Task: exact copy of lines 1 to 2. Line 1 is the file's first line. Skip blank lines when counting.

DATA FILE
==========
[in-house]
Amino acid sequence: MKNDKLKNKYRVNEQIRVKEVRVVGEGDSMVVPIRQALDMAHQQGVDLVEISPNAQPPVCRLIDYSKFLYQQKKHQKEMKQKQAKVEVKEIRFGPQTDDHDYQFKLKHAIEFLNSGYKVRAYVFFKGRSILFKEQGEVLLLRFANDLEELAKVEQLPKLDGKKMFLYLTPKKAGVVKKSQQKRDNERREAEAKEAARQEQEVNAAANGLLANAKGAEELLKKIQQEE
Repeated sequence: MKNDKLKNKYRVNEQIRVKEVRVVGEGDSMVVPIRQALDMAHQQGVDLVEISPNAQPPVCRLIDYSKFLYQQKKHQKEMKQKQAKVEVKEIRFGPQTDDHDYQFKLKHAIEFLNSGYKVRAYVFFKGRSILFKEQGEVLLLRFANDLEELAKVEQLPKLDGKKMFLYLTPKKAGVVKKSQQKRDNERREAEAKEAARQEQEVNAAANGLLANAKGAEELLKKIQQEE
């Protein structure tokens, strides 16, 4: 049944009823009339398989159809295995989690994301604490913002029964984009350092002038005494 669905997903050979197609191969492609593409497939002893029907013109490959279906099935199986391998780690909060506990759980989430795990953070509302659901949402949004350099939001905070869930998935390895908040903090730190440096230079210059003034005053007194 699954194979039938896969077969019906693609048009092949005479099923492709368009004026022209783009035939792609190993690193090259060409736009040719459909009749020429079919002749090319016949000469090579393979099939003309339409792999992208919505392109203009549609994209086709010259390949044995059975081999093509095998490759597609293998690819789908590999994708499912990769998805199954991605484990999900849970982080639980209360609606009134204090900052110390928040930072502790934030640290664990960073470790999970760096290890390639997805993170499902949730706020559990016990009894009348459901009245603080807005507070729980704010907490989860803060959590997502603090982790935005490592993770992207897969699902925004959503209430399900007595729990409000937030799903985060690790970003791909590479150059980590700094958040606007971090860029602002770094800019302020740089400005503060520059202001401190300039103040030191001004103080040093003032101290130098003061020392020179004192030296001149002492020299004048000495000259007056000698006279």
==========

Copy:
[in-house]
Amino acid sequence: MKNDKLKNKYRVNEQIRVKEVRVVGEGDSMVVPIRQALDMAHQQGVDLVEISPNAQPPVCRLIDYSKFLYQQKKHQKEMKQKQAKVEVKEIRFGPQTDDHDYQFKLKHAIEFLNSGYKVRAYVFFKGRSILFKEQGEVLLLRFANDLEELAKVEQLPKLDGKKMFLYLTPKKAGVVKKSQQKRDNERREAEAKEAARQEQEVNAAANGLLANAKGAEELLKKIQQEE